A bloody nose for the two main parties
Interpretations of the results of these elections “are likely to rest on the degree to which the bubble of two-party politics – perhaps the key political fact of the 2017 general election – has burst”, says Anand Menon and Alan Wager, from think-tank the UK in a Changing Europe, in an article on The Conversation.
Three in five Tory members have told ConservativeHome they will not vote for their party. The Daily Telegraph’s Alison Pearson believes “this unprecedented mutiny” is largely due to the UK not leaving the EU on 29 March.
“Who would have thought it? In what world did we ever imagine we would be looking forward to the European elections? Yet, now, I have my polling card for May 23 on the mantelpiece, and I can’t wait to use it,” she writes. “How many Tories will go eagerly to the polling station to deal the party they have supported half their lives a possibly lethal blow?”
For Labour, elections analyst John Curtice “pointed to a new YouGov poll on Monday that showed that the Lib Dems now commanded more support than Labour among those who voted Remain in the 2016 EU referendum, with 28% of this cohort against 24%”, reports the Financial Times.
Asked about the electoral consequences of Corbyn’s opaque strategy on Brexit, Curtice told the newspaper: “It means you just lose both sides.”
A proxy second referendum
These elections will be written up not just as an electoral test for party politics, but also as a proxy for a second referendum.
While Leavers seem to have their vote suitably covered by the Brexit Party, a number of tactical voting websites have sprung up to allow Remain supporters to vote for the Remain MEP with the best chance of winning.
Alongside this, the ability to test which areas of the country currently have the highest levels of relative enthusiasm – measured in turnout – “will provide a useful indication of which voters would show up in another national poll on EU membership”, say Menon and Wager.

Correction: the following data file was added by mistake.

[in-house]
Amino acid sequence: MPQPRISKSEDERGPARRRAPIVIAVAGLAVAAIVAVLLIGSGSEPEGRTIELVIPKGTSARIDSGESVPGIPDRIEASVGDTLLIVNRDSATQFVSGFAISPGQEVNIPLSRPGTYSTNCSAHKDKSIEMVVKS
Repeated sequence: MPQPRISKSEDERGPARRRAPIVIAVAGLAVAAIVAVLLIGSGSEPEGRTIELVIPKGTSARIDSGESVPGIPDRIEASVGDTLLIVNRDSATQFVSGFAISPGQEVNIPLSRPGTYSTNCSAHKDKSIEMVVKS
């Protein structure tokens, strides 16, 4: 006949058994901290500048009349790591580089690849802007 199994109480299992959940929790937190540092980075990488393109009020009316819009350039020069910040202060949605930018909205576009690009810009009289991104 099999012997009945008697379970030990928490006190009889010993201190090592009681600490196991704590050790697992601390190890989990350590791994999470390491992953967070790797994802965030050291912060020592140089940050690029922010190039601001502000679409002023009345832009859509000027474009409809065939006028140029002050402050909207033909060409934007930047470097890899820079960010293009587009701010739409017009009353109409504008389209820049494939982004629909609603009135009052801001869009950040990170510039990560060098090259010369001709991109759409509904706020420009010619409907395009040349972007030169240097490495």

For example, if in these elections the biggest jumps in voter turnout between 2014 and 2019 are in areas that voted disproportionately Remain, that would suggest a relative enthusiasm among Remain voters.
This is important, “not least as the drift to Remain in opinion polling is largely predicated on voters who did not turn out in 2016”, Menon and Wager add.
Changing the European Union
Lastly, many will vote on this month in order to have a say in the future of the EU. This year’s elections seem certain to produce a more fragmented European Parliament, with the two main party groups on the centre-right and centre-left set to lose their combined majority. A ragtag bunch of right-wing nationalists, anti-establishment populists and anti-EU critics from across the continent may win as much as 30% of the assembly’s 751 seats.
Such an outcome would surely destabilise the European Parliament’s cross-party consensus on Brexit that has characterised the EU since the UK’s June 2016 referendum. It might also result in the appointment of a European Commission that would reconsider the Brexit red lines of Jean-Claude Juncker, the outgoing commission president, and Michel Barnier, the EU’s chief Brexit negotiator.
Should the UK remain in the bloc beyond the 31 October, the country’s elected MEPs will also have a large say in a number of the EU’s future projects, including French President Emmanuel Macron’s plans for structural reform.